Kacie McIntosh | Hair & Makeup Artist

Taking a leap of faith is the most important part in growing a business, This type of leap is more than risk, but a belief in yourself in unknown circumstances. I gave up a steady income, a guaranteed job, and clientele to start Beauty Mark by Kacie. At the time I necessarily wasn’t in the position to take that risk financially and was doubted by people in my personal life. When my business started to grow I was told by an old employer that I had to give up 50 percent of my income if I wanted to continue it. At that moment I had to take that leap that this was going to become something bigger than I thought. I knew the risk I was taking but also knew I would reap a much more fulfilling reward in starting something that I could call my own. Read more>>

Crystal Russell | Owner & CEO

I have always been known for touting the phrase “no toe-dipping,” and that mentality has been deeply relevant to my thoughts around risk. Historically, I’ve been what I would consider a risk addict. I used to joke to friends and family that where others may be adrenaline junkies, I’m a risk junkie. I love the thrill of jumping into something that may not work, where the possibility for failure is present, and the odds are more or less against me. To me, it always felt that much more rewarding to conquer the challenge. The last two years, though, we’ve experienced a lot of failures, and we have had to struggle through the consequences of making huge, risky moves and not having those things pan out successfully. It’s been incredibly trying for me as an individual and for us as a business. I’ve learned to balance my passion for risk and newness with the understanding of impulsiveness vs. planning and intent. Read more>>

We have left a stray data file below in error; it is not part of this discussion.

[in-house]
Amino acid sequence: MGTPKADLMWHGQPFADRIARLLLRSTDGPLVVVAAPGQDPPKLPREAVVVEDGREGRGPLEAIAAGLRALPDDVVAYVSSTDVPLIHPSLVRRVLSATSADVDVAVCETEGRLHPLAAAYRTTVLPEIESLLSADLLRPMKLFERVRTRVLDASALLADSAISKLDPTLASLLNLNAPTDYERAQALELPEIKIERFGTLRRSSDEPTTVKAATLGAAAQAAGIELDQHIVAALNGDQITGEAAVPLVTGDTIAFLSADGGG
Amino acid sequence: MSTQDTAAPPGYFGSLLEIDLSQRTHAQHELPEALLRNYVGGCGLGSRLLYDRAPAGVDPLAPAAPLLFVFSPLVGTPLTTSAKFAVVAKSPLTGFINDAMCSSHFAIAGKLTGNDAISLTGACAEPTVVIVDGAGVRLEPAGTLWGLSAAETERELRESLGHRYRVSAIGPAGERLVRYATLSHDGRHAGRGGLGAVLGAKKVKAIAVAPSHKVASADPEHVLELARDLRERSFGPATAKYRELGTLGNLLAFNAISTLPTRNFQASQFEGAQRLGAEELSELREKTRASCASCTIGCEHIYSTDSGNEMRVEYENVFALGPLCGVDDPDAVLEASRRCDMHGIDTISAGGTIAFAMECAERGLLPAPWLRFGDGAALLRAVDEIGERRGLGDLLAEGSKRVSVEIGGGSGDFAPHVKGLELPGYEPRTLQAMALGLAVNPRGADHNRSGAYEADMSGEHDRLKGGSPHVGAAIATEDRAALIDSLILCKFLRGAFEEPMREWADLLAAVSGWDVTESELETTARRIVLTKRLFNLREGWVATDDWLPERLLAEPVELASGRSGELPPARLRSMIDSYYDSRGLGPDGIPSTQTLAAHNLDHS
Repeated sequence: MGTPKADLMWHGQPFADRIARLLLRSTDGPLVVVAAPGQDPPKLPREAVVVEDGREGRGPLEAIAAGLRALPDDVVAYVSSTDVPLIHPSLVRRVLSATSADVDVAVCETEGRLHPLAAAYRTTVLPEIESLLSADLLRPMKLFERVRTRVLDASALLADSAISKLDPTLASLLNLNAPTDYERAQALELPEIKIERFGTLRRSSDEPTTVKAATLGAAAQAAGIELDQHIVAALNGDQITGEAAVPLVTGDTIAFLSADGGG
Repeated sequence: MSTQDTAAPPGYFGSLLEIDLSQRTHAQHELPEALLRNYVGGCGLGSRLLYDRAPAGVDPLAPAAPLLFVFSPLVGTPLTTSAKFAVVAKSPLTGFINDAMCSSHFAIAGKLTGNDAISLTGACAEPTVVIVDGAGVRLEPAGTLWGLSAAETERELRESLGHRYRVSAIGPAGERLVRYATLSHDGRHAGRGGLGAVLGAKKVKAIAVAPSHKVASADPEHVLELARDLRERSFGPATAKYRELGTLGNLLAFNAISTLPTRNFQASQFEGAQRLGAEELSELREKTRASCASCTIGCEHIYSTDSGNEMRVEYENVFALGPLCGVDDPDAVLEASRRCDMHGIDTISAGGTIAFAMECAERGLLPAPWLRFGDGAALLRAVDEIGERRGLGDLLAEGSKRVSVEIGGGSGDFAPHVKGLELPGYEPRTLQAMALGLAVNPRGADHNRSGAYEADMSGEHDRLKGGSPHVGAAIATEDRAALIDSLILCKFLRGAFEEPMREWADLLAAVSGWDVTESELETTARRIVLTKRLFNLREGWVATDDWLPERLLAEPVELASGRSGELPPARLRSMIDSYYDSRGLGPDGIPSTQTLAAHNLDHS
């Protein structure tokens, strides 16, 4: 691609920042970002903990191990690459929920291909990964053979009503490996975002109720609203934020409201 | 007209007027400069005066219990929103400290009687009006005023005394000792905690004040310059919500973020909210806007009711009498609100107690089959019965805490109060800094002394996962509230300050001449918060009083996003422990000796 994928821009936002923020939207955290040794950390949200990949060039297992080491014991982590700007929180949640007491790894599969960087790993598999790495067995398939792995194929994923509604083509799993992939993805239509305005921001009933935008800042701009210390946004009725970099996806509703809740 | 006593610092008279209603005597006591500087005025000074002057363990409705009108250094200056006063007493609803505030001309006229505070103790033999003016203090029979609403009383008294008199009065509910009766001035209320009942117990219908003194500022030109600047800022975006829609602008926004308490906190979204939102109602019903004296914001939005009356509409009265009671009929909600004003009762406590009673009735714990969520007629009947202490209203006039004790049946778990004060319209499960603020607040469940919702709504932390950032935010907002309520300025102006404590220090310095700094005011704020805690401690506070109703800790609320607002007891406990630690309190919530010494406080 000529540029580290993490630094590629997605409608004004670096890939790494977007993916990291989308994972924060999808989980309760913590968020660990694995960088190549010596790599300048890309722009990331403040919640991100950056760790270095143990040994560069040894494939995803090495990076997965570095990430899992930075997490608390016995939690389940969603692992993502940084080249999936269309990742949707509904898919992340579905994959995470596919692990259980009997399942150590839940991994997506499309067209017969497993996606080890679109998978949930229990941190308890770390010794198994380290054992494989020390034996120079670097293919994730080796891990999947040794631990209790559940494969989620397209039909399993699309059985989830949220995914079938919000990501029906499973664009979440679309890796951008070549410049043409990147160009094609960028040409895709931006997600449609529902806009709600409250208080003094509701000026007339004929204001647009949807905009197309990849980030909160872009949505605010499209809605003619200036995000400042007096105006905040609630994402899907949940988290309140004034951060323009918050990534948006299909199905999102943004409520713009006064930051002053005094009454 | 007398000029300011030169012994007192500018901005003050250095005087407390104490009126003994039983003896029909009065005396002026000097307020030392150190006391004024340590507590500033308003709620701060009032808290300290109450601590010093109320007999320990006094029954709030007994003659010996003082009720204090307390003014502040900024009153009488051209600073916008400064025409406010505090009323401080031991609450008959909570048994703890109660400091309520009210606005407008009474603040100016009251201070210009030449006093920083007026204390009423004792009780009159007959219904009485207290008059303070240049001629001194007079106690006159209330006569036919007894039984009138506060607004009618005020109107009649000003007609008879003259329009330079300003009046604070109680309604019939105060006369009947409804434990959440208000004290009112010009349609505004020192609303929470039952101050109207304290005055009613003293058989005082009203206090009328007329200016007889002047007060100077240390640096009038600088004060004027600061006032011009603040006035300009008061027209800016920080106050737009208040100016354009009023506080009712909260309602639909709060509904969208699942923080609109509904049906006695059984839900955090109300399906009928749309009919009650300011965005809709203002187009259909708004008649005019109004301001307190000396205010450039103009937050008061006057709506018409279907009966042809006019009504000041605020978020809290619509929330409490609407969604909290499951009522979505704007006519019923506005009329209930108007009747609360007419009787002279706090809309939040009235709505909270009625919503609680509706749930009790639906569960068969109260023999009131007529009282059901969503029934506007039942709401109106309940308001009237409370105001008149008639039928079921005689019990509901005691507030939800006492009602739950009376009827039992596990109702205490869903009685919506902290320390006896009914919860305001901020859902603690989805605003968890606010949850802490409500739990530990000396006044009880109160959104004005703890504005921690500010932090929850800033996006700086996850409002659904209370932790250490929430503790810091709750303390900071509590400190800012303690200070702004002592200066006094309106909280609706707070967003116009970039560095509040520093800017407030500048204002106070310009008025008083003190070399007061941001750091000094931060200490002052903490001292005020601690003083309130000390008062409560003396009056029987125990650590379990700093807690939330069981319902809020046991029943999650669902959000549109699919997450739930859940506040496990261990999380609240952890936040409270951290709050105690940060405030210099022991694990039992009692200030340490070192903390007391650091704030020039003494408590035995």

Stine Hildre | Owner

I grew up in a small, sleepy town in the country side of Norway. Risky opportunities rarely presented themselves, and if they did, my small-town, modest mindset would turn the other way. It wasn’t until I moved to Denver with my now-husband and business partner, Jackson, that I started taking bigger risks. Moving from Norway to the US was a huge transition. The uproot and change made risks feel less intimidating, since my life was in a flux anyways. The call to start pursuing a full time career with my art became stronger, and the pull to use my creative talents in a job overwhelmed the want for stability and security. When the opportunity to buy a paint and sip studio presented itself, we took some time to consider all the risks of course. But at the end of the day I believe it would have been a bigger risk to let the opportunity go. Read more>>

Hannah Tidechild | Mosaic Artist

I am originally from North Carolina. My father was a teacher and my mother was a nurse. They worked HARD and, guess what? They were underpaid! Anyway, I was expected to get a job before I even had a license, so I was working at 15 and every year out from then. I didn’t quite fit into the university mold, so I took classes to earn my associates degree while continuing to work.  I’m not quite sure if my experience of “work” lead me in the direction of self employment, but, nonetheless, here I am. In saying so, I do not mean that necessarily 100% negatively or positively, as it worked in both ways. Read more>>

Stephanie O’Rourke | Boutique Owner